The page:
Cool stat: There have been 28 seasons in history where a batter hit at least 20 HR while slugging under .400. Deer did it twice. Read all about it here.

#32 Mike Morgan

Why this card is awesome: It's a fantastic action shot of Morgan warming up during the 7th inning of a tie game in Seattle. Seriously, back then, that's how many Mariners fans were in the seats of the Kingdome. (OK, joke's over..Morgan was a starter back then anyway.)

Cool stat: This one surprised me. Morgan's got the lowest winning percentage all-time for a player with at least 400 career starts. And not only that, but he's way out in the lead. For #2 Bob Friend to have equaled him, Friend would need to have had 30 more losses on his record! #3 Steve Trachsel would need 32 more losses (without another win) to catch Morgan. Geez!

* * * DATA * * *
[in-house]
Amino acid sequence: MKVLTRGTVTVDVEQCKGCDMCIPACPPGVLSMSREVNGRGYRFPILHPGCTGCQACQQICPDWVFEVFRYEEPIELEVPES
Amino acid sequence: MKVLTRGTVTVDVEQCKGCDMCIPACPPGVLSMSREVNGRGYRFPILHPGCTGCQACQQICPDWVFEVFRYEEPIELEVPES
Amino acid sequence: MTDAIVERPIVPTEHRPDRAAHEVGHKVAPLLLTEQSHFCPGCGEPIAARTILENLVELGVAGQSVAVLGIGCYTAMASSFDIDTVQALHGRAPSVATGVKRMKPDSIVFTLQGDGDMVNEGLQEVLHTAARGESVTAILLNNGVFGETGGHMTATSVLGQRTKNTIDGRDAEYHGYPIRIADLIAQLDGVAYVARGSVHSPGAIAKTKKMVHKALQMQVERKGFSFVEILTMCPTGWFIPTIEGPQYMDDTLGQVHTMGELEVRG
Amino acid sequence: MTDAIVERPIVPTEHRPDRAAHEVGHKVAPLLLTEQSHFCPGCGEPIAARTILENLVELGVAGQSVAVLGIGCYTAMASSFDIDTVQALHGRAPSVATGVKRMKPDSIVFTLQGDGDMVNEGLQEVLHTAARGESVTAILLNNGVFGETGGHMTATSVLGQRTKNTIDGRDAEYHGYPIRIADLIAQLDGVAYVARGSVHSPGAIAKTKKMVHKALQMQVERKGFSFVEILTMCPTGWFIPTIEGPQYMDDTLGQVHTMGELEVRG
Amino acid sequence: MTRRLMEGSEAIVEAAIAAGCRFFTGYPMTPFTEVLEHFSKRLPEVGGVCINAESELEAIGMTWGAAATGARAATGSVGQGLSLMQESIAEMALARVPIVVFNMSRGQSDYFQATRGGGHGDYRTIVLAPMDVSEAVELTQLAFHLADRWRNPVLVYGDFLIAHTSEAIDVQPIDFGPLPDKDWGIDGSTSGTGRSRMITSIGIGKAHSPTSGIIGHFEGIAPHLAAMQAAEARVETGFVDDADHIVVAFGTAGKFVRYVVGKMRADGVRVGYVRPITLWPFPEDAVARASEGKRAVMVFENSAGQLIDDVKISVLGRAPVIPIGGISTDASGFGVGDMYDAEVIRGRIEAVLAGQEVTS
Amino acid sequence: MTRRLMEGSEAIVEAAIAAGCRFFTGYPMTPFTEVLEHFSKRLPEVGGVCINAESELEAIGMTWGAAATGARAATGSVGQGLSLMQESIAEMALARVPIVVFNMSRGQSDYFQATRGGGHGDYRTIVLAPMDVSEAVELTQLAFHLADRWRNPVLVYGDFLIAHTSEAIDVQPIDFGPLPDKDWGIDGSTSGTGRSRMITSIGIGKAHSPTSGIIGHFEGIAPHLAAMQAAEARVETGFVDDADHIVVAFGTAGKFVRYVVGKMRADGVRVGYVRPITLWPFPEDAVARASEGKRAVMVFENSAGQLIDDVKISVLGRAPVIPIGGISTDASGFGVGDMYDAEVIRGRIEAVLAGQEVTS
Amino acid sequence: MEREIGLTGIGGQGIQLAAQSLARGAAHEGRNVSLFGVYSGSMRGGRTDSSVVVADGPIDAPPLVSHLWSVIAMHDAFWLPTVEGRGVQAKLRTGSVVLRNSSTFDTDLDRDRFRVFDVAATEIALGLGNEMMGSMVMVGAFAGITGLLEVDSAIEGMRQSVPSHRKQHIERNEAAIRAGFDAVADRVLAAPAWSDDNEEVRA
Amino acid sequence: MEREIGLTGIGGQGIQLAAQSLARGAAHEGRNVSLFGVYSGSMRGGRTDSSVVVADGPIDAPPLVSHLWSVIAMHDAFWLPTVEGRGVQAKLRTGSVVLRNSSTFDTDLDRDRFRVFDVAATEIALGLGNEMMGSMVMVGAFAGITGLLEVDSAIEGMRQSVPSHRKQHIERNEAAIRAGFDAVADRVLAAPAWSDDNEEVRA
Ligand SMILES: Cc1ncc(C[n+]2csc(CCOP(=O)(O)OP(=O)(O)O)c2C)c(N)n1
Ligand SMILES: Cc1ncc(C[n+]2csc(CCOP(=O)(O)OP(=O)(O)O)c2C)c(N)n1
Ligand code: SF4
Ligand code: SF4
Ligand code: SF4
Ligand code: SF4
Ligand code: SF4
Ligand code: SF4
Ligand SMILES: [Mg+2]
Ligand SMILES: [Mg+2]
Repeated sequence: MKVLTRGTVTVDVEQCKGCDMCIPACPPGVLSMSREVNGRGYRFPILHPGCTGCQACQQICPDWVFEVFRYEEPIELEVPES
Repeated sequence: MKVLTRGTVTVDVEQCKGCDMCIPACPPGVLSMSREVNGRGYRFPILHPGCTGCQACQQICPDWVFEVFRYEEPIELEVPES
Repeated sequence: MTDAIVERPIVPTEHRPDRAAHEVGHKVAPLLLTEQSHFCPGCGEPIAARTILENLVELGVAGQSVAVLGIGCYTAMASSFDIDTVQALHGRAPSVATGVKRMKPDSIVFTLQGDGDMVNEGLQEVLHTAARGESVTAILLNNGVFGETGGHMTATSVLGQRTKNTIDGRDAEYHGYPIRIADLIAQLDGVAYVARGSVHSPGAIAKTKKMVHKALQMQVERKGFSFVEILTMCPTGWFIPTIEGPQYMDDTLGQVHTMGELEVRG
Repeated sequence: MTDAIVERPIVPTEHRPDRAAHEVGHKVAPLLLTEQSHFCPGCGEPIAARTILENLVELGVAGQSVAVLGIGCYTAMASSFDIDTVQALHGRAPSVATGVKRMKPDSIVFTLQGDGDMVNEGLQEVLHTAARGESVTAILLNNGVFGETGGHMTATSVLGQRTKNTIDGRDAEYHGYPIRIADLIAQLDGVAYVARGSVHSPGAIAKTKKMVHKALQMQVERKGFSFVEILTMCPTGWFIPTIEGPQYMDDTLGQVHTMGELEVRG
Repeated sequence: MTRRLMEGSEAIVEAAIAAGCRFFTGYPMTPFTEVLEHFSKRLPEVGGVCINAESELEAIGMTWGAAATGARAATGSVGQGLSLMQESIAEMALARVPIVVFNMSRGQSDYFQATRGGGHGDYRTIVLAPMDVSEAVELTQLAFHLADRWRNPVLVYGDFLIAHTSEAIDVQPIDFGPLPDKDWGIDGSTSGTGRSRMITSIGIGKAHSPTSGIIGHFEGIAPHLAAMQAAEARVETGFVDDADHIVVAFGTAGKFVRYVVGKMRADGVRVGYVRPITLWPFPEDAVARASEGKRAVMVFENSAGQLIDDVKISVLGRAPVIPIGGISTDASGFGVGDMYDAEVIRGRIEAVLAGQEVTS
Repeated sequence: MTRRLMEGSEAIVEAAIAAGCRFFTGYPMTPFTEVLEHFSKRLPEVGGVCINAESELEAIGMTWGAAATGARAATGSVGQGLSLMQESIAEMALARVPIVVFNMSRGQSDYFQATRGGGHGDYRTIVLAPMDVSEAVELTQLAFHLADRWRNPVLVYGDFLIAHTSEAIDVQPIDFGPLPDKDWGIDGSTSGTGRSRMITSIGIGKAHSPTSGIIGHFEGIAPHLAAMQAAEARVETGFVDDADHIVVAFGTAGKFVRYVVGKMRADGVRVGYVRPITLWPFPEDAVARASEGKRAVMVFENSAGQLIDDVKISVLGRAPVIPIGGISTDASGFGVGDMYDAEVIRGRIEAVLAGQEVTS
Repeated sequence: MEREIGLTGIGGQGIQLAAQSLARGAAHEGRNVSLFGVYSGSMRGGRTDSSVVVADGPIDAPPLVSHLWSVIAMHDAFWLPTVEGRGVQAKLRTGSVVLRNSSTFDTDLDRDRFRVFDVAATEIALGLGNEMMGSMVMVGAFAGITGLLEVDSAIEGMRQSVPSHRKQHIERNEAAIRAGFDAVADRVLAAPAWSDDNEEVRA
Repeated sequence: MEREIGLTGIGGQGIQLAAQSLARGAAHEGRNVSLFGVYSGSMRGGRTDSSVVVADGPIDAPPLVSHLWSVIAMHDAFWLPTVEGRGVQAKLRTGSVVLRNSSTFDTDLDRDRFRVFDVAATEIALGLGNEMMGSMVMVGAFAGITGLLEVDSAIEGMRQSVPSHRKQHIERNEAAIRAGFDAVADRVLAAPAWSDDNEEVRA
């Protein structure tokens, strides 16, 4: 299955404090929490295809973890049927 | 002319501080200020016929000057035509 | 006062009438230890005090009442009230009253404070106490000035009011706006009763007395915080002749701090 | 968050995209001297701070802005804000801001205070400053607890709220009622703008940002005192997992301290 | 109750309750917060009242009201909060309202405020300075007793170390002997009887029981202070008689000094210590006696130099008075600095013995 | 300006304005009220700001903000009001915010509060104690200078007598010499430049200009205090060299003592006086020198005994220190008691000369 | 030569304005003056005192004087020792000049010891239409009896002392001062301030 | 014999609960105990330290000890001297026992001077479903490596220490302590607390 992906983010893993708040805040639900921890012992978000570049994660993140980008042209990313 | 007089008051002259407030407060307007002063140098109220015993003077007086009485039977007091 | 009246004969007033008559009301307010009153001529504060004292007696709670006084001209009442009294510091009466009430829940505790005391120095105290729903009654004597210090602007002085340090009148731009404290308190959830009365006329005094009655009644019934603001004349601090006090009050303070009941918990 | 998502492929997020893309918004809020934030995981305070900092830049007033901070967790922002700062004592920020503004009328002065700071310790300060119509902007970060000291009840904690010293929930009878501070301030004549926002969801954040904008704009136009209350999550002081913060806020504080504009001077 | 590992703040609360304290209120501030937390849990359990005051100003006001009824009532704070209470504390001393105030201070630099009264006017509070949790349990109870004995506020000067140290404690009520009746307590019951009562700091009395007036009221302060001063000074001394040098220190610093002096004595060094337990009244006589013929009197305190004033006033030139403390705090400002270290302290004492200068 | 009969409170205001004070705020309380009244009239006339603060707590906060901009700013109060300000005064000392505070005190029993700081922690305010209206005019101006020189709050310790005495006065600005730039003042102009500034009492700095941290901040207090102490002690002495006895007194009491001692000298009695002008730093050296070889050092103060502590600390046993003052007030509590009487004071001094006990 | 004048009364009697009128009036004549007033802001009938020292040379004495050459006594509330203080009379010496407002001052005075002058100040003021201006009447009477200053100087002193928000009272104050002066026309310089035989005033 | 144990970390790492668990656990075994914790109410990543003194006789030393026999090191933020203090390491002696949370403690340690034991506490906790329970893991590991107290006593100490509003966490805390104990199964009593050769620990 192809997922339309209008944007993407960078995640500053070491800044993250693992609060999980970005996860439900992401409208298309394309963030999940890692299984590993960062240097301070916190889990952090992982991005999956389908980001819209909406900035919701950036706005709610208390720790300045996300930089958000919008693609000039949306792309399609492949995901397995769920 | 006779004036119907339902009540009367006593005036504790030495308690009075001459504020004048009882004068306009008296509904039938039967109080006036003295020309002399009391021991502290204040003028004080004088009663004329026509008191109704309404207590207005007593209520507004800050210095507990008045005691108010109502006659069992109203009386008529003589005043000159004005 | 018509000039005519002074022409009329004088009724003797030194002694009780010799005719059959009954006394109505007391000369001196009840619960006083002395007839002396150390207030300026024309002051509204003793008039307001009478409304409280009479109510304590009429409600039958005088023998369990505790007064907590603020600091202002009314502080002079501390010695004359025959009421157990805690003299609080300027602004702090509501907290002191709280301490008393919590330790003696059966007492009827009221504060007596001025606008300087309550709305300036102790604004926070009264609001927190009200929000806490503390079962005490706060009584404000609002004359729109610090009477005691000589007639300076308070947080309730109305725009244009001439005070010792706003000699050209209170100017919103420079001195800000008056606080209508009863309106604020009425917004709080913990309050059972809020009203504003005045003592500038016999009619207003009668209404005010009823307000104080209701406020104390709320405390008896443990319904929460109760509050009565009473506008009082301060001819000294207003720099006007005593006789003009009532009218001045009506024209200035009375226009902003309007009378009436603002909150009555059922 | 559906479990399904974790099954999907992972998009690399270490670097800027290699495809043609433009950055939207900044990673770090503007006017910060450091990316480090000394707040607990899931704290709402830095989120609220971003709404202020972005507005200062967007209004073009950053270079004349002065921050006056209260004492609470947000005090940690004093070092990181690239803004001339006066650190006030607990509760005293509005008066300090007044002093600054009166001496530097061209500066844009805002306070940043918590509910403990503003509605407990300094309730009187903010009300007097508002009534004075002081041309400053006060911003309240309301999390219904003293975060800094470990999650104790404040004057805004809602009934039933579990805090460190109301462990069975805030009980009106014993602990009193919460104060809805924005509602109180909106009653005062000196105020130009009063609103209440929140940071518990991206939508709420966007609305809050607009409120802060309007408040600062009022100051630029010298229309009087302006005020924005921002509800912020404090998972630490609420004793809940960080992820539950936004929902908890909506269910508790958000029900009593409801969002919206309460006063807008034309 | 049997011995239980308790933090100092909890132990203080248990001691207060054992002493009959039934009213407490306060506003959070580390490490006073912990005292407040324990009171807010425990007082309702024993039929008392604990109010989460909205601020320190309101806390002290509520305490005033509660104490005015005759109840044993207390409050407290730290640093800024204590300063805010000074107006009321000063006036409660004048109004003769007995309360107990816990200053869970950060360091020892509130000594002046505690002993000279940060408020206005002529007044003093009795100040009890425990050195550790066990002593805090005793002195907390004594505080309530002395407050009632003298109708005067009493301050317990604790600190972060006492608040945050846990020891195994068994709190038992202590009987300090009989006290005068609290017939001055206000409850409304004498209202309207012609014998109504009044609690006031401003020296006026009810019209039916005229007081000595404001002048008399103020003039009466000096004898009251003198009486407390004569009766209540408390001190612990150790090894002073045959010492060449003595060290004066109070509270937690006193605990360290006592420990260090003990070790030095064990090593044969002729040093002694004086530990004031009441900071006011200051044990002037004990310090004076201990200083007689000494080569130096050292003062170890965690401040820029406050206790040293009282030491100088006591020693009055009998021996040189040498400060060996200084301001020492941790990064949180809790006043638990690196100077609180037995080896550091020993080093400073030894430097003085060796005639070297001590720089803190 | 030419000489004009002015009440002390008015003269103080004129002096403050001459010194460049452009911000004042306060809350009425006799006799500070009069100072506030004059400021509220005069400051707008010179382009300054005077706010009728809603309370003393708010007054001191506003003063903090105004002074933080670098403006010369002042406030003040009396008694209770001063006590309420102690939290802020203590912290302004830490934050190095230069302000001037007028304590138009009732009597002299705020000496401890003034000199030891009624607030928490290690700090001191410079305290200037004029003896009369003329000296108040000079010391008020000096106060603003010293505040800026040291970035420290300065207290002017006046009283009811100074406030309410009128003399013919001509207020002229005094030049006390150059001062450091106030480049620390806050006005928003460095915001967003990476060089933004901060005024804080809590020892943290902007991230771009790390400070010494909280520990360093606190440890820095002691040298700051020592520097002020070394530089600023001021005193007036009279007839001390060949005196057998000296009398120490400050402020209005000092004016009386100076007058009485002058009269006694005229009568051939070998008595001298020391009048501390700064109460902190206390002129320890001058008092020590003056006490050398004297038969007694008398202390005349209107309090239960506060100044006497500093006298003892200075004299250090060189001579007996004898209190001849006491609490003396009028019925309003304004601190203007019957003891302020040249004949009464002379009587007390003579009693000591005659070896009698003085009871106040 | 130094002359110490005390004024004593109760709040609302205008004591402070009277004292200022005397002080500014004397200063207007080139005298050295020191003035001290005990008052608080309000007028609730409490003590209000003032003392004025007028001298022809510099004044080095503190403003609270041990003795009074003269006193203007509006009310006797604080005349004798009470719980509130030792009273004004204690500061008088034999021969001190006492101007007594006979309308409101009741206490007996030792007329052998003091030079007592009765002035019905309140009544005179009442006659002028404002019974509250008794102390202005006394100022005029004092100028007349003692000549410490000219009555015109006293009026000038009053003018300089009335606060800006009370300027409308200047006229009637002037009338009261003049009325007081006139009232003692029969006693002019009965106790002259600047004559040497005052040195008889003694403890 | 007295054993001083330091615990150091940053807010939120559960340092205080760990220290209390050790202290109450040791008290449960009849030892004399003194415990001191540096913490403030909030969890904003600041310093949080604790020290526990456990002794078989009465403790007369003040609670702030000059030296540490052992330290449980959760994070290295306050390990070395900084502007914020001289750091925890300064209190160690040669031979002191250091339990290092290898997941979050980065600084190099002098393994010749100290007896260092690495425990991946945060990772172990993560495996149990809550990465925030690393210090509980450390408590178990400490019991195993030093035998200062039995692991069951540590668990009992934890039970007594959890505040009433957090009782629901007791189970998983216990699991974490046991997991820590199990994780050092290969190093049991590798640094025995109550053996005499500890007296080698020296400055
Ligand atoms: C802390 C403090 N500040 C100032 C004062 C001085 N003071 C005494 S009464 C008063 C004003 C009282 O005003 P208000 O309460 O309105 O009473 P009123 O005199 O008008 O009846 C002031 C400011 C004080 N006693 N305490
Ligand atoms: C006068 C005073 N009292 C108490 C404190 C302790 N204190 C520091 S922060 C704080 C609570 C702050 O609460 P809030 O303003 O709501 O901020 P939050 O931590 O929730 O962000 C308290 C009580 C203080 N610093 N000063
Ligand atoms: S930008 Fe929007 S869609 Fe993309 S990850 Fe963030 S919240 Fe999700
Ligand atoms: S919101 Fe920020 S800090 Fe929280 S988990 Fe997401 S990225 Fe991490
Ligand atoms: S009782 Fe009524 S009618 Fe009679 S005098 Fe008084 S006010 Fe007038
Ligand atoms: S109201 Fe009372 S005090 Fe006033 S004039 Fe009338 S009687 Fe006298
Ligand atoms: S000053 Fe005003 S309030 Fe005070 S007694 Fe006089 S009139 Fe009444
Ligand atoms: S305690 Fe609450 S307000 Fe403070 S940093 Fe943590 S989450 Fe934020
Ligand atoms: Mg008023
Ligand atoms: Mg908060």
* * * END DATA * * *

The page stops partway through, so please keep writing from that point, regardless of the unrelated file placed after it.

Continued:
#31 Bruce Bochy

Why this card is awesome:Because of two cool places mentioned on the card--Bochy's birthplace of Landes de Boussac in France, and Cocoa (Florida State League), one of his minor league stops. And, doesn't Bochy already look like a manager in this photo?

Cool stat: Bochy is one of just 23 players since 1901 to finish his career with fewer than 900 PAs, but at least 90 RBIs and 170 strikeouts.

Don't forget to enter your guess for our 88 Topps Giveaway #1.

#30 Sid Fernandez

Why this card is awesome: Because of the umpire in the background wearing the full jacket. It seems longer ago to me that umpires gave up wearing jackets, and to me it looks very old-fashioned and dignified.